I began this blog in May 2009 following the death of Marcia Powell at Perryville State Prison in Goodyear, Arizona. It is not intended to prescribe the path that leads to freedom from the prison industrial complex.

Rather, these are just my observations in arguably the most racist, fascist, militaristic state in the nation at a critical time in history for a number of intersecting liberation movements. From Indigenous resistance to genocidal practices, to the fight over laws like SB1070 and the ban on Ethnic Studies, Arizona is at the center of many battles for human rights, and thus the struggle for prison abolition as well - for none are free until all are. I retired the blog in APRIL 2013.

Visit me now at Arizona Prison Watch or Survivors of Prison Violence-AZ

Monday, May 2, 2011

Prisoner abuse: Why haven't we evolved?

April 22, 2011

This doesn't help, folks...

Often when atrocious conduct by Department of Corrections employees is reported, there's a tendency to focus on the cruelty or indifference of individual guards. When under fire, in fact, the ADC will exploit that perception to create distance from their institutional responsibility for their employee's common practices and patterns of misconduct - the seven referred for prosecution over Marcia Powell's death, for example, were arguably scapegoated...

Which isn't to say that those individuals don't also have something to be accountable for; those people violated us all. The problem is that they were the norm for the day - sixteen people were disciplined over ignoring a woman in a cage for four hours in the 108 degree sun who was supposed to be on a suicide watch. The previous day they had left another woman in the cage for around 20 hours. That's indicative of a much bigger problem than a few inattentive officers.

And so, it is in this context in which the women of San Carlos, out at Perryville Prison, are being coerced into working at Martori farms under hazardous conditions, with poor access to emergency medical attention in case of an illness or accident - really, they're 1 1/2 hours away from the hospital the prison transports to, by ground ambulance, anyway, and they're too cheap to call for air evac from the fields, even in the case of a heart attack. There doesn't appear to be a portable defibrillator out there; I don't know if anyone is even CPR/First Aid trained on the prison or Martori staff.

Even if they're certified, there's no assurance they'd know what to do: one guard from Tuscon claimed that in 13 years he never learned how to stop bleeding in first aid class; along with four others, he just watched Tony Lester's life slip away...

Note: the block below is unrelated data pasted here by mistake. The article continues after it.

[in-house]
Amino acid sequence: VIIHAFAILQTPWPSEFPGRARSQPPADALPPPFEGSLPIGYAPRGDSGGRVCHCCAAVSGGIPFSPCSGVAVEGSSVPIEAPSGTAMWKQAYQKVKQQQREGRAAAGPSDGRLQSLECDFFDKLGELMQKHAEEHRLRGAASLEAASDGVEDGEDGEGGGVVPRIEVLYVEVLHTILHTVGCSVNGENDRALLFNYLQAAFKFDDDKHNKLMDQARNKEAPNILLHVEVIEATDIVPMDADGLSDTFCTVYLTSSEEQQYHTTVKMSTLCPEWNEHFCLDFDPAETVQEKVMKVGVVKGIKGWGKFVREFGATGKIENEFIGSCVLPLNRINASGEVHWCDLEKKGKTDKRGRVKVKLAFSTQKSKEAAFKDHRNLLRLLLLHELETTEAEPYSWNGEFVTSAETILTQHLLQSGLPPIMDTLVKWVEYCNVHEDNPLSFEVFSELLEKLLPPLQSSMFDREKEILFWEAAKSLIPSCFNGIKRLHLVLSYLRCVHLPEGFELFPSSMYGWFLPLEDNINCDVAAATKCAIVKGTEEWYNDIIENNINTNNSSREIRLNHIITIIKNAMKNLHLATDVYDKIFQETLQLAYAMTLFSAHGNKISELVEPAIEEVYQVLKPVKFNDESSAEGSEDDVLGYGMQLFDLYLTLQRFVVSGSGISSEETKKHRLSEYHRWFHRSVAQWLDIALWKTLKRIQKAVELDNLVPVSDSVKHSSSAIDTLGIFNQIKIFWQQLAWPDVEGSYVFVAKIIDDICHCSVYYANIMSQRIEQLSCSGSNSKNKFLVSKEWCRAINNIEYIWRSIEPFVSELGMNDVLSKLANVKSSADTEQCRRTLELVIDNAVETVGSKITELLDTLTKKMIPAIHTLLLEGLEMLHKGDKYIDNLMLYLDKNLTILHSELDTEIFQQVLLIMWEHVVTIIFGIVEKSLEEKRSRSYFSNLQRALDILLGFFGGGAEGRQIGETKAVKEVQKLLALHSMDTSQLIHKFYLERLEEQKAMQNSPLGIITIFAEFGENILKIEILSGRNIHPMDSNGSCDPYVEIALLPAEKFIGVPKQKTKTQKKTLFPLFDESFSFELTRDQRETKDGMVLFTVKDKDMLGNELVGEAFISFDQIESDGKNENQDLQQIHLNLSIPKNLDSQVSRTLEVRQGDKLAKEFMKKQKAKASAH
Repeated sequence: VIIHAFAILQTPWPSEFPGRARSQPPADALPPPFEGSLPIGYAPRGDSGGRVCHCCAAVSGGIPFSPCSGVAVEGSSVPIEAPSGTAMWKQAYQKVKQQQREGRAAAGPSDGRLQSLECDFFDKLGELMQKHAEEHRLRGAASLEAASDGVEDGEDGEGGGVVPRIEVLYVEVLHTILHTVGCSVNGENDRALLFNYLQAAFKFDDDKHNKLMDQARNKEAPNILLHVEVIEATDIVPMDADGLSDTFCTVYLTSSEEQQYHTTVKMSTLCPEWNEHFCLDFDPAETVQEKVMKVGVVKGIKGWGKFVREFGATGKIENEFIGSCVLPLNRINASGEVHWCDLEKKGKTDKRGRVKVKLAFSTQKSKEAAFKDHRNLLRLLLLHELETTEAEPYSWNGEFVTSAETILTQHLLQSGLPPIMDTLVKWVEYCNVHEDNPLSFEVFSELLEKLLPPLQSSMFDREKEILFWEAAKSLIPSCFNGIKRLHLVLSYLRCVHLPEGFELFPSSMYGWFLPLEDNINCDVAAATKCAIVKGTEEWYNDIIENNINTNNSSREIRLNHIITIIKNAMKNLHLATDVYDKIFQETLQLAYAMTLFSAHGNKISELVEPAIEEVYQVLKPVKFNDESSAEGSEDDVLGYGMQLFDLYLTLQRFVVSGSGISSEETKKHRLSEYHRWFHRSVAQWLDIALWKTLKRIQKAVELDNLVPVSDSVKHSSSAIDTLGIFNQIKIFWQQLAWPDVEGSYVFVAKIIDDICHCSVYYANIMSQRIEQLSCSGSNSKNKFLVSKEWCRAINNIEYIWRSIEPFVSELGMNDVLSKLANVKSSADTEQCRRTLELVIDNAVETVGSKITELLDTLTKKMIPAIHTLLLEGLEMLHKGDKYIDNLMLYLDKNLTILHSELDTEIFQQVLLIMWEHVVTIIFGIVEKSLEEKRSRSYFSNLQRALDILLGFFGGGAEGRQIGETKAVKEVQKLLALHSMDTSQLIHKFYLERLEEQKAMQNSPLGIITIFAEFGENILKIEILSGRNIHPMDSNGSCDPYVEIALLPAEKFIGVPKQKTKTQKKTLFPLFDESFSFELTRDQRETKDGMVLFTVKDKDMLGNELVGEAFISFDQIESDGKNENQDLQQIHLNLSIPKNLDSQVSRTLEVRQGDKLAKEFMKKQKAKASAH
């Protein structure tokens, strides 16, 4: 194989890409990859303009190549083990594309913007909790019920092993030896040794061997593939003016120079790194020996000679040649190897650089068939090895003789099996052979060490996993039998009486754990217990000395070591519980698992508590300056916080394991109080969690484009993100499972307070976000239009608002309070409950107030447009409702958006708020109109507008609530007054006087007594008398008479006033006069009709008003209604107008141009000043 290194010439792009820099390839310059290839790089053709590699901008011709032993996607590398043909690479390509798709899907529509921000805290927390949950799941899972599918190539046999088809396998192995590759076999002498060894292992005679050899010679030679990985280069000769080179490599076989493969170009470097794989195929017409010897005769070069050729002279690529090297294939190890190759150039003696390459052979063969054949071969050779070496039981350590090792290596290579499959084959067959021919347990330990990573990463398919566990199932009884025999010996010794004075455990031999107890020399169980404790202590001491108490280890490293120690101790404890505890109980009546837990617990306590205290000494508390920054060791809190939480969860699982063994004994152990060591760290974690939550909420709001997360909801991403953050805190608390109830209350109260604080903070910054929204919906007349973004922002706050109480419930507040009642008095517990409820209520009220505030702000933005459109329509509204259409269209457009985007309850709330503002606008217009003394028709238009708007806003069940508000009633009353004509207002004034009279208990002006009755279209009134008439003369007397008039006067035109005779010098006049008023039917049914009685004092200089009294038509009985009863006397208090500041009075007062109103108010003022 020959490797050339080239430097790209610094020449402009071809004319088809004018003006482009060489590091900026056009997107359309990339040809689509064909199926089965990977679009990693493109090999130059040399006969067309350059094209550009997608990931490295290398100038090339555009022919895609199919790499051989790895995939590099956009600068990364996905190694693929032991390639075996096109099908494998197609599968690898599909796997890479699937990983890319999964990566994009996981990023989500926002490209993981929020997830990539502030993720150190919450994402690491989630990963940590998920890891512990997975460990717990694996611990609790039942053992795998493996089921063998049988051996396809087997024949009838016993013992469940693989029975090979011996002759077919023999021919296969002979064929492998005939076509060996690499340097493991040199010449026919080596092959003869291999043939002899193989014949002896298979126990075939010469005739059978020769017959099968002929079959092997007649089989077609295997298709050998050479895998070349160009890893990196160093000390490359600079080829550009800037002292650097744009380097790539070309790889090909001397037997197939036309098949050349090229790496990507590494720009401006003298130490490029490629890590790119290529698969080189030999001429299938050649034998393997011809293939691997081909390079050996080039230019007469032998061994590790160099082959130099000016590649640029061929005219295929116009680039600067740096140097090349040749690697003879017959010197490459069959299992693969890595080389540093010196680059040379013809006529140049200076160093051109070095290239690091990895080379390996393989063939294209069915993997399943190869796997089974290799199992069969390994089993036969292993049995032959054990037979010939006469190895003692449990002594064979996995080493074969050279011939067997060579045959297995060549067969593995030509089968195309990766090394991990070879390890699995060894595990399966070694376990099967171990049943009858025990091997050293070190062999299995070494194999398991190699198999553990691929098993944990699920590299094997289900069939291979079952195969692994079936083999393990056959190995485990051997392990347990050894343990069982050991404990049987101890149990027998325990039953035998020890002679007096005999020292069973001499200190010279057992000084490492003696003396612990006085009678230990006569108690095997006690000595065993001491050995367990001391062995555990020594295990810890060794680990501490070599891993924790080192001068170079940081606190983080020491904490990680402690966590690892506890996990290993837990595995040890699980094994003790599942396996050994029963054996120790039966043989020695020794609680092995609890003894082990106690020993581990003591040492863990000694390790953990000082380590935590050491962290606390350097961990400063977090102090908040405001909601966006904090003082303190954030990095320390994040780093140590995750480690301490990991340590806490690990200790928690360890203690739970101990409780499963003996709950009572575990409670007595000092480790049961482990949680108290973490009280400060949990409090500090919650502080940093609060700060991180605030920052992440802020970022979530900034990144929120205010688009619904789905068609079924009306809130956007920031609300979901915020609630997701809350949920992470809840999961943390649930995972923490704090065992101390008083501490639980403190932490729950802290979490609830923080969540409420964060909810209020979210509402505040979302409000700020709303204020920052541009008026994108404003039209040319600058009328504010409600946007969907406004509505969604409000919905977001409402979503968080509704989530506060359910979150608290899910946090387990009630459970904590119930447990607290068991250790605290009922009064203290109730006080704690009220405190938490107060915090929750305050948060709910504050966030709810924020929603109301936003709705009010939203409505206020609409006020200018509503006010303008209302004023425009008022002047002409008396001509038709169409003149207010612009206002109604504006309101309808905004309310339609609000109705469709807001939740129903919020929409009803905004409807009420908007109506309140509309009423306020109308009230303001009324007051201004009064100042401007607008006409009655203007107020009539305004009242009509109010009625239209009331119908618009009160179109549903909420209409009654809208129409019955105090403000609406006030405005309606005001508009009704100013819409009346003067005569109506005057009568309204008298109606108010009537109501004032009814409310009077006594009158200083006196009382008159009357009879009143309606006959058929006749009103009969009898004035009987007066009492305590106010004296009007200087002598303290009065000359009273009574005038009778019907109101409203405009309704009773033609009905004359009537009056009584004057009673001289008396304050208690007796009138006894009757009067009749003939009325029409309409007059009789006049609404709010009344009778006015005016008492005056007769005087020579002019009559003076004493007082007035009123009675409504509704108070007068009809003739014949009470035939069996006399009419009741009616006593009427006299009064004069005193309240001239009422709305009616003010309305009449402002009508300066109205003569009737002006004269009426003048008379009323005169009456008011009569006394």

Anyway, the harsh, punitive, and cynical institutional culture is responsible for shaping the conduct of employees, especially that which becomes routine, subverting official policies with unethical practices that are tacitly accepted - even encouraged - by upper level least, those are among the things that one of the employees' unions alleged last fall, in their call to Governor Brewer to sack ADC Director Chuck Ryan. The Perryville employees who got their jobs back successfully argued to the State Personnel Board that the prison system, not them, was at fault for Marcia's death.

The Arizona Department of Corrections and the state's prosecuting attorneys are engaged in a deliberate, explicit campaign to characterize our prisoners as predominately violent (by clumping them with all "repeat offenders," including chronic mentally ill people self-medicating with street drugs) in the infamous Fischer Report. They're responding to the larger community's thirst for blood sacrifice, though, for in truth, the moral fiber of the Arizona public has a sadistic thread running through it.

Until we confront our own voyeuristic fascination with the humiliation and suffering of those we deem un-deserving of the most basic human rights (as best demonstrated by the popularity of Sheriff Joe's latest foray into the entertainment industry), we will never dismantle this beast. We'll instead remain a society which is deeply invested in the continuation of victimization, and thus the perpetuation of crime and imprisonment. Until we stop mocking, dehumanizing, and ignoring those whose lives are being chewed up by the criminal justice system - as both victims and the accused - the young will keep dying hard in our prisons, killing the rest of us softly when their songs go unheard...

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